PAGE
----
Friday, 9 October 2015

MARINE LIGHTS- they're for the birds #HBS kit

My HBS cottage kit, 
lives right by the Atlantic ocean.
And although I haven't done ANYTHING further inside my doll's house for several weeks, I'd been mulling over a way to make exterior Marine lights for my cottage by the sea.  
 I was inspired to make some after viewing Marion's mini marine lights

 as well as Brae's Walnut Bay marine lights 
both excellent and very innovative solutions.  

Meanwhile at the end of the summer, my sister told me about a plant sale where she and her friend Super Dave had discovered some great end of season deals so I joined them for a lovely day of plant shopping and it was whilst I was at the Garden Center, 
that I found the solution to my mini Marine Lights dilemma.

 I found these-
 Bee Guards
 at Art Knapps, a large local Garden Center Store.
I would imagine that your Garden Center or big box stores,
should also stock them.
 They are meant to fit hummingbird feeders to protect the syrup from marauding bees, but to me they looked exactly like 

There were 4 guards in the package.  Each guard has a hinged back which folded back and snapped together and are approximately 3/4 inch in diameter.

The shape was perfect! 

So the first thing I did was that I spray-painted them with matt black BBQ spray paint.  
 Then to make a "glass lens", I used Frosted Gallery Glass Window Color which I "stretched wet", filling in between the plastic cage with the liquid paint squeezed straight from the bottle then dragging the liquid over the openings inside the plastic cage.   Although I wasn't sure if it the glass paint would grip to anything other than a flat surface, the process worked just as I had hoped.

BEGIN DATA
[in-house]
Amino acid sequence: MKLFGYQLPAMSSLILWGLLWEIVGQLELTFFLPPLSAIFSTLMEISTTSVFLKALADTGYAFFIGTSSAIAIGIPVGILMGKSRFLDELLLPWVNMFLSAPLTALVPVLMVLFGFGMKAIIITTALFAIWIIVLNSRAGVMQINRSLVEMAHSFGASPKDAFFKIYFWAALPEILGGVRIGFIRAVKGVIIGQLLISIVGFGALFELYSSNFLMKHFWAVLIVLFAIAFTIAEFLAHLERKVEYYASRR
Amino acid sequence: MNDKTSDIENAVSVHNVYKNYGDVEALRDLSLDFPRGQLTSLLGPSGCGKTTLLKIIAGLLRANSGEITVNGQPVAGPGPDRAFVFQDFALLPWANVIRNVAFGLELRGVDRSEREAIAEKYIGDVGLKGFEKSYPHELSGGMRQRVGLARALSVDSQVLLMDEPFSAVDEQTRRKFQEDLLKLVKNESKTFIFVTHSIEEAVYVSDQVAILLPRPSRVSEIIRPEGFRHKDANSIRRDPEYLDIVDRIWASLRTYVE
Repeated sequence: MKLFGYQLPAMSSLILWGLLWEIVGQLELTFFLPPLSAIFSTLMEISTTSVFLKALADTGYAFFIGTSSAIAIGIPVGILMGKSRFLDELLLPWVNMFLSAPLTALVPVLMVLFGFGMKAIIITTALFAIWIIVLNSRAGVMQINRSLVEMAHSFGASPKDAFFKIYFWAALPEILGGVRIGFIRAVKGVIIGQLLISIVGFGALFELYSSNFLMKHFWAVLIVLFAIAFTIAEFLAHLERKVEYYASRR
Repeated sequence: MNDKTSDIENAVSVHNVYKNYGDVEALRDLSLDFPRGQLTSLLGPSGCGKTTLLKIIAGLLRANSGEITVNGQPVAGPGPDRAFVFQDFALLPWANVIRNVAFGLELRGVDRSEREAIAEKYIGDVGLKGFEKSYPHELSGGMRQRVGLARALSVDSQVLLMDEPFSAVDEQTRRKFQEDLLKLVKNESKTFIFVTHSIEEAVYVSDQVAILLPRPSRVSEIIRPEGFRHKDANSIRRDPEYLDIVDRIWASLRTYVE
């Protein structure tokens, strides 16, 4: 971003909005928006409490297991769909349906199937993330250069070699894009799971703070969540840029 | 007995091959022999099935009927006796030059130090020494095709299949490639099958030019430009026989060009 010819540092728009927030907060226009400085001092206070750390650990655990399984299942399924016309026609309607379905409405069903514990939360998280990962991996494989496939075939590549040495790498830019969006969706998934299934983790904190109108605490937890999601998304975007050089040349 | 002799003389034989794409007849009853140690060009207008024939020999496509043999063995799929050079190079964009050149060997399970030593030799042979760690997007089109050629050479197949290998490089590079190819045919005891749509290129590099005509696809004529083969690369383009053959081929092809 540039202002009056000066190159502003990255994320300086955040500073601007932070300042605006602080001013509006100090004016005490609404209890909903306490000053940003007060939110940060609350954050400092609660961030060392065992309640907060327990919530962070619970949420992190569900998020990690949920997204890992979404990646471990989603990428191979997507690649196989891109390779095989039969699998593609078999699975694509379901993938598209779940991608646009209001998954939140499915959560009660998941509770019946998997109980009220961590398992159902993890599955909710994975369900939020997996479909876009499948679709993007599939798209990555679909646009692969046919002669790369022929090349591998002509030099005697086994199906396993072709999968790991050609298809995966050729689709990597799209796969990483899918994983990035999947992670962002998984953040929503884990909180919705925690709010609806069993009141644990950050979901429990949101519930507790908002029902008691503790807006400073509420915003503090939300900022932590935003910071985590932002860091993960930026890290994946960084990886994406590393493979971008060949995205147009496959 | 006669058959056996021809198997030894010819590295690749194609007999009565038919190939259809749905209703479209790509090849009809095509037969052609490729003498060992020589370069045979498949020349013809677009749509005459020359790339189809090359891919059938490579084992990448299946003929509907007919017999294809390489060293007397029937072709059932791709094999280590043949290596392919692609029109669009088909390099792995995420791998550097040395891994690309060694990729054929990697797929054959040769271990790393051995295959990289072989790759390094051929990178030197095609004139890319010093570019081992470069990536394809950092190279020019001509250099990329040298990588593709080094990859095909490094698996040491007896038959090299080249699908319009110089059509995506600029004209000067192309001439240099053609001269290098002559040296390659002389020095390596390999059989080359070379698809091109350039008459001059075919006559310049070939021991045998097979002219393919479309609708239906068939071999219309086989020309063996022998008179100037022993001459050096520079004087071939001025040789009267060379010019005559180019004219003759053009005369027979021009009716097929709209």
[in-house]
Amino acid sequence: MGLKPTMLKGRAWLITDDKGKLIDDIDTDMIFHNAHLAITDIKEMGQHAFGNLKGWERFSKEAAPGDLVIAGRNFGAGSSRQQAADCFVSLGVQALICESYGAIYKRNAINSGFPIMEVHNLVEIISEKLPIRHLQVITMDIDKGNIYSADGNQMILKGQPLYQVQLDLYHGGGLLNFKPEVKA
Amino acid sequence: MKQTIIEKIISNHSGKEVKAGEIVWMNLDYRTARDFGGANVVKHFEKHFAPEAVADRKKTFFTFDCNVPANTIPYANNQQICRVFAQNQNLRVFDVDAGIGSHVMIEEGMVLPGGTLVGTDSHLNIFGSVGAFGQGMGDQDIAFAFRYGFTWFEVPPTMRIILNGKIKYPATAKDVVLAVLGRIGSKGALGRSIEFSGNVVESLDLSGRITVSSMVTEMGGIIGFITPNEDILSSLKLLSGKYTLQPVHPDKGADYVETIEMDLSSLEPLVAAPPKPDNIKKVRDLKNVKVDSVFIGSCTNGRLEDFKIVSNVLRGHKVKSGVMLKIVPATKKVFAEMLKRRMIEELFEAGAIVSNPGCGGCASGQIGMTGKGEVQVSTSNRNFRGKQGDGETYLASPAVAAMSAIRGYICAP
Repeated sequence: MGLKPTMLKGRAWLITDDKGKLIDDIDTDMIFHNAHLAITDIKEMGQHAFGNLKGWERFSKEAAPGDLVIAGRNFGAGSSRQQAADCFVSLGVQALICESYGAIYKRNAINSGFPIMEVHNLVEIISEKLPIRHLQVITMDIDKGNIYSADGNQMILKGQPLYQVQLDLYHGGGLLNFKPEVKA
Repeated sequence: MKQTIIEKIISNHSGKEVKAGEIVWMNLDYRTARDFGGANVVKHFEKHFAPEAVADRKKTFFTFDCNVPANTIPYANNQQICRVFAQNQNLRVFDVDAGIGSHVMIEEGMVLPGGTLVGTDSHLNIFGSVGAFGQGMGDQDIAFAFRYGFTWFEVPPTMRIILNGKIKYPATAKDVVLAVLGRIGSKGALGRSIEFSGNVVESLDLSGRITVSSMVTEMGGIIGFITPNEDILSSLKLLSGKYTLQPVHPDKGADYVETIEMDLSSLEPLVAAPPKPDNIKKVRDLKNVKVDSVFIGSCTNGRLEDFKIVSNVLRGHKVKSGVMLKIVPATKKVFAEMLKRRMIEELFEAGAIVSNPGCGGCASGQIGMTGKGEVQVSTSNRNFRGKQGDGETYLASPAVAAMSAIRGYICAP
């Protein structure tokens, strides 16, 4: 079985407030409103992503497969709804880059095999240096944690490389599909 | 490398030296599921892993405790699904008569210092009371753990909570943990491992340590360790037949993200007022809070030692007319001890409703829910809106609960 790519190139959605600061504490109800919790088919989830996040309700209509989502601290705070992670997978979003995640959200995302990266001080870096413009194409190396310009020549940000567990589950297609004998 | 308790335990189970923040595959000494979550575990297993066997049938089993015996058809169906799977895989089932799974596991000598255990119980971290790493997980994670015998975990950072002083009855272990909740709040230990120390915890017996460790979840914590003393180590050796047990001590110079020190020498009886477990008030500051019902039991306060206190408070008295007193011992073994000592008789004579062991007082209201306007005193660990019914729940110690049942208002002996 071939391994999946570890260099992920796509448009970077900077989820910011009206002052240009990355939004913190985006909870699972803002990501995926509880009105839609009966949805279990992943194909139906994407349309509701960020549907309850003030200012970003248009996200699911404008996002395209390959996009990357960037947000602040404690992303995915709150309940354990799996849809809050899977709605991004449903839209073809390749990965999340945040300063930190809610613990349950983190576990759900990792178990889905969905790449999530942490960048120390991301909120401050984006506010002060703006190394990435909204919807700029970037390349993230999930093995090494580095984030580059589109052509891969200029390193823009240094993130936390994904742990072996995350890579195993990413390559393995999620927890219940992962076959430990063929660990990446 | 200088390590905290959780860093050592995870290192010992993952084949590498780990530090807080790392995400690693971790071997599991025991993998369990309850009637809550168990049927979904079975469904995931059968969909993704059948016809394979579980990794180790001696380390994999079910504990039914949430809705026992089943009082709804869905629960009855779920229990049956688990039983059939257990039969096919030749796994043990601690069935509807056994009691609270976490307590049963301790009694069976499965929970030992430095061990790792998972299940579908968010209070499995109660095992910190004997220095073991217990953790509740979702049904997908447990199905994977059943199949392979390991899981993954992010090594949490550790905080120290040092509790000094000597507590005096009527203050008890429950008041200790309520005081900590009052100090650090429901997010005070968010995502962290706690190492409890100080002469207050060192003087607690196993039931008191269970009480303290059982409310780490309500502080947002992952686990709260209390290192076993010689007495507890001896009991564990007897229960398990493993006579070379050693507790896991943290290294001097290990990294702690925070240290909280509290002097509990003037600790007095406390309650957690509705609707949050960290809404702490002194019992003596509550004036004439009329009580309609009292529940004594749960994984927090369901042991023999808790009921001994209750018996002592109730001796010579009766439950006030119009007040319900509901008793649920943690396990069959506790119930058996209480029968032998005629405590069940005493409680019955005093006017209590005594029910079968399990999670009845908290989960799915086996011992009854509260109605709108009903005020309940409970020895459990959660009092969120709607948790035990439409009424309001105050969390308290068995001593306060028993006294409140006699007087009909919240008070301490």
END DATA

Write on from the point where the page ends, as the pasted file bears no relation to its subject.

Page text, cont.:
I filled in all of the openings and then allowed it dry, periodically checking it to see if there were obvious gaps and re-filling them if there were. The photo below shows the second application of the Gallery Glass applied over the dried first layer.
I cut and glued in some tin foil into the recessed portion of the fixture to act as a reflector.  The tinfoil wasn't installed as well as I wished but as it wasn't going to be visible, so I didn't really care.
 Once the Gallery Glass "glass lens" was completely dried, I went over it again 
( from the inside )
this time with white nail polish to strengthen the lens as well as making it more opaque.
However, it was after the nail polish had dried, that I then realized that I should have cut off the protruding back piece
first! ><
I used a razor saw to remove it and of course it resulted in some of the black paint flaking off, but as it was the back, and would be up against the wall, it wasn't all that important. Any visible yellow was later touched up with black nail varnish.

Next came the installation of the lights.
I already had some 12 volt bulbs which I had purchased from a Model Train and Hobby Store.  I have used a "Grain of Wheat"size bulb for this lamp.

The bulb was inserted in through the back and held in position while the silicon glue was squeezed into the hole behind it. 
I had to check the bulb was not too far forward which meant closing the top, and adjusting the bulb as the glue set, ensuring that the bulb didn't touch the interior of the cage.

This is the lamp once the bulb was in and the silicone glue had set.

And this is what the finished lamp looks like, and I made 2 using this method.  
I made a third Marine light and tried cutting a metal pie tin for the reflector insert, it worked out to be a little cleaner. Then I touched up the flaking black paint with black nail polish to tidy everything up again. 

It just so happens that after rummaging around in my piles of mini junk, I was able to find ONE clear plastic bubble which I used for a clear glass lens.  This lens is not glued in but can be removed,
(not that I would be taking it out).  

The clear glass allowed me to actually see the bulb.
I secured the light bulb in the same way as I did the first, then hooked the light to the transformer to see what it looked like.

              Here is the illuminated clear lens above and ...
       Then on to test how the white "glass" looks